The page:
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Why Exercising In Cold Weather Is Better.

exercising in cold weather

Who said exercising in cold weather is better? Well, as it turns out, lots of people.

Picture this, it’s daylight savings, you walk in the door, flip off your shoes and the afternoon sun still is high in the sky and that dopamine is flowing like a glass of Otago Pinot Noir. Of course, heading off to the gym or for a run is easy.

Let’s look at the flip side. You’re driving home, it’s almost dark, the heater is on but barely making a difference, the temperature drops suddenly and all you want to do is get home into your warm house and snuggle in a warm blanket, of course, it could be difficult to motivate yourself to step outside for a workout right?

Before you give up and enjoy a day inside in winter, have you ever thought about the benefits of exercising in the cold weather? Let’s break it down – because judging by the evidence, the pros outweigh the cons:

#1 – Significant Health Boost

When your body has to work harder to keep warm, you end up burning more calories. Plus, a little bit of exposure to cooler temps may be just what your immune system needs.

Research has found that cold weather can stimulate the production of white blood cells, which are essential to the body’s ability to fight off infections and illness.

So, if you want to stay fit and fend off winter colds at the same time, a brisk outdoor workout may be just what the doctor ordered.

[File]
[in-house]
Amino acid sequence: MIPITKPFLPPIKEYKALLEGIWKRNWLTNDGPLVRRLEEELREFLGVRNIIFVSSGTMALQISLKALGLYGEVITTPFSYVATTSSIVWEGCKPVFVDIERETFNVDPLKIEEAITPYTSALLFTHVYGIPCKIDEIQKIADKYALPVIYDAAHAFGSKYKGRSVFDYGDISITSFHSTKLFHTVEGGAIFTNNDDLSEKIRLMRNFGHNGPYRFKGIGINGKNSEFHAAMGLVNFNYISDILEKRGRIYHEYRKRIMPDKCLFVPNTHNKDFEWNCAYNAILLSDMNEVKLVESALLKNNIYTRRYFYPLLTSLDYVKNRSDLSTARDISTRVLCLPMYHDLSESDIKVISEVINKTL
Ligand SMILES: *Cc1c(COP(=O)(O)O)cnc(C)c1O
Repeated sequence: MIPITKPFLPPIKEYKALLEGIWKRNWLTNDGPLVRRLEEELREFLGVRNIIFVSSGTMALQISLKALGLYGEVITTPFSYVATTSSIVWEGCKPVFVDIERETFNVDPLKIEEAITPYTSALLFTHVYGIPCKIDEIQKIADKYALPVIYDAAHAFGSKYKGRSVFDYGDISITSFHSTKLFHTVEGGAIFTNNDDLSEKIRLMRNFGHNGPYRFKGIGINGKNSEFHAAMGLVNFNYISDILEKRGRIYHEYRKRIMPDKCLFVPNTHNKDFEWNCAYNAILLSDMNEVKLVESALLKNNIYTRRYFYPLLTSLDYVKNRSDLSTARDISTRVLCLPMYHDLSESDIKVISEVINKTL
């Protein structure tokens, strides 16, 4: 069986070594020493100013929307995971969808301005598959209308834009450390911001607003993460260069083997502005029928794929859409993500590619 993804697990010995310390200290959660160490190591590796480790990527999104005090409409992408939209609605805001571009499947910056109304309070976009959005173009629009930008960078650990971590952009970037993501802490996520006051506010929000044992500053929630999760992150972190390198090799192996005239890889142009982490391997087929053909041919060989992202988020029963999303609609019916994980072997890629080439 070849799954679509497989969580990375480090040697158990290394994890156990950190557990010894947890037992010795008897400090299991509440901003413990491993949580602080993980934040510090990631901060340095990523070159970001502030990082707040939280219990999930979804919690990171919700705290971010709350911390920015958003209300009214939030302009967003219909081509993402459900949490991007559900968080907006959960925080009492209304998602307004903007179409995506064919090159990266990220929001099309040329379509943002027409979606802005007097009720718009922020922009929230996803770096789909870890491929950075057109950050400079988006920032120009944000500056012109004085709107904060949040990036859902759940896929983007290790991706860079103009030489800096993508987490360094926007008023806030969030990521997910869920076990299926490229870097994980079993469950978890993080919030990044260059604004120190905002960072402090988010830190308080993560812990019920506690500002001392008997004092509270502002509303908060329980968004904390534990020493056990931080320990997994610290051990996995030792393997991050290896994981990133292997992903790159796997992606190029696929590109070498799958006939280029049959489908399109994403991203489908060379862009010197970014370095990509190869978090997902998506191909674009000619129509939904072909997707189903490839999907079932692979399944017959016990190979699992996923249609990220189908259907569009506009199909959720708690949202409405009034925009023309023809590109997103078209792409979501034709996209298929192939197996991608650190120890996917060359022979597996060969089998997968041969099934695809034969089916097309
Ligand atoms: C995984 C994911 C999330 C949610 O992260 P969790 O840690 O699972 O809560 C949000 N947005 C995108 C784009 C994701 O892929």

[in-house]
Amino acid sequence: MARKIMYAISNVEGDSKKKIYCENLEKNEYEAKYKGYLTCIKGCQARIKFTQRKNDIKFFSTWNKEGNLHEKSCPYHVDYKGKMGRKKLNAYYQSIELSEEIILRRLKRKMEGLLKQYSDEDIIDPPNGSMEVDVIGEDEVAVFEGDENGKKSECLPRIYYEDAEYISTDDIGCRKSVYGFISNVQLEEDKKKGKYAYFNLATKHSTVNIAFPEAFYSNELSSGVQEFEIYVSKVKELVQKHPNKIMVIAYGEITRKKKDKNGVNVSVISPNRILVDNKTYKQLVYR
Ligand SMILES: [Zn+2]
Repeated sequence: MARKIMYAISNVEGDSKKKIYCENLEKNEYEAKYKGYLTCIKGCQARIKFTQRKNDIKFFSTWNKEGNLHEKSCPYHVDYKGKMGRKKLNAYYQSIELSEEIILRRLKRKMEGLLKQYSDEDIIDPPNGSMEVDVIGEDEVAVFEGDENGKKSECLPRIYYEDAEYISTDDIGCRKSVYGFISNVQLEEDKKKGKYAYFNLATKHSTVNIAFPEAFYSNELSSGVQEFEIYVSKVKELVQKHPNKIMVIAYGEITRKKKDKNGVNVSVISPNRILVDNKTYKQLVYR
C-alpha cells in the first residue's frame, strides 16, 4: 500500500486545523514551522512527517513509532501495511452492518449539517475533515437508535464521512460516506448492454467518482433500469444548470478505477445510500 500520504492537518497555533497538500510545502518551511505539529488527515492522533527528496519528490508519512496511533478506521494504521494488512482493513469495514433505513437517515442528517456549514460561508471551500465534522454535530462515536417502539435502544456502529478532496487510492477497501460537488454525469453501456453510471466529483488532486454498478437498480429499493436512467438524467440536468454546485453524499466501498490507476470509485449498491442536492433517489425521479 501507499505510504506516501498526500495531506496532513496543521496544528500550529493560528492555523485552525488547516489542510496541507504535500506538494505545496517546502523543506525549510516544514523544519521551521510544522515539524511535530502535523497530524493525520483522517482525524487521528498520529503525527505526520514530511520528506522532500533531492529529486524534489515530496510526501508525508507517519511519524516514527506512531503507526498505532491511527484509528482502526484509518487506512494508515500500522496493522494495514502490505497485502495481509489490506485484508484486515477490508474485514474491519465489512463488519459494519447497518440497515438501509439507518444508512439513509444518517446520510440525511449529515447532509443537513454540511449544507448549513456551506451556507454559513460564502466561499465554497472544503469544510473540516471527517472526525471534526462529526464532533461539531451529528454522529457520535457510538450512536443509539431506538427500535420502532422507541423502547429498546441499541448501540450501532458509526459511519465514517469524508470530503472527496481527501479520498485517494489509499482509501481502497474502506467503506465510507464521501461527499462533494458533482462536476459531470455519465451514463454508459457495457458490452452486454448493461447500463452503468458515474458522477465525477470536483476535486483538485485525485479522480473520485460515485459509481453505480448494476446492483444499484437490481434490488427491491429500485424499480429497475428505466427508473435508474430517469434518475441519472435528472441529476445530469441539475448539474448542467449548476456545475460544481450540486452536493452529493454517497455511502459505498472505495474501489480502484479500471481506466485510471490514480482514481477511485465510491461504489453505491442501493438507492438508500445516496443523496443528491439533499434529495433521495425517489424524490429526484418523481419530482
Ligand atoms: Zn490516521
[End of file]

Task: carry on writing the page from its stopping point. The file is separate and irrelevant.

#2 – Increased Calorie Burn

Exercising when it’s cold outside to shed those extra winter pounds? Turns out, you may shed the weight faster than if you opted for a run (or bike ride) in the balmy weather.

Your body uses more calories to keep your temperature up in the cold, which means you’ll be burning them faster than normal.

study found that exercising in lower temperatures can increase the body’s production of a hormone called irisin, which converts white fat to brown fat.

Brown fat, in case you’re not familiar, burns calories to generate heat. The takeaway: If you’re looking to slim down for summer, you might not want to wait until the weather is warm.

#3 – Mood Booster

girl happy mood

Winter days can be long, often leaving to go to work in the dark and travelling home in the dark doesn’t leave one’s self in the best frame of mind each day.

We’ve found that exercising in cold weather isn’t just good for your physical health—it’s also great for your mood. There’s just something about breathing in the crisp, fresh air and feeling a bit of a chill on your cheeks. It’s hard for sure, but you’ll get what I mean when you’re home again.

Plus, the endorphins you get from a good sweat session are great for chasing away the winter blues. 

#4 – Less Crowded Gym

When it’s officially too cold for most people to brave the trek to the gym, you’re probably fewer people trickling in.

With the drop in temperature comes a drop in gym-goers, and fewer lines for machines are something we can all get on board with. 

#5- Enhanced Mental Toughness

You have got to be pretty tough to lace up your sneakers and brave the bitter cold, and that’s exactly why cold-weather workouts foster mental resilience like no other.

Pushing through discomfort and taking the elements head-on can leave you feeling stronger, more determined, and ready to tackle anything life throws your way.

This is also one of the reasons why cold-water plunges have experienced an uptake in popularity as they benefit in a similar way.

#6 – Improved Respiratory Health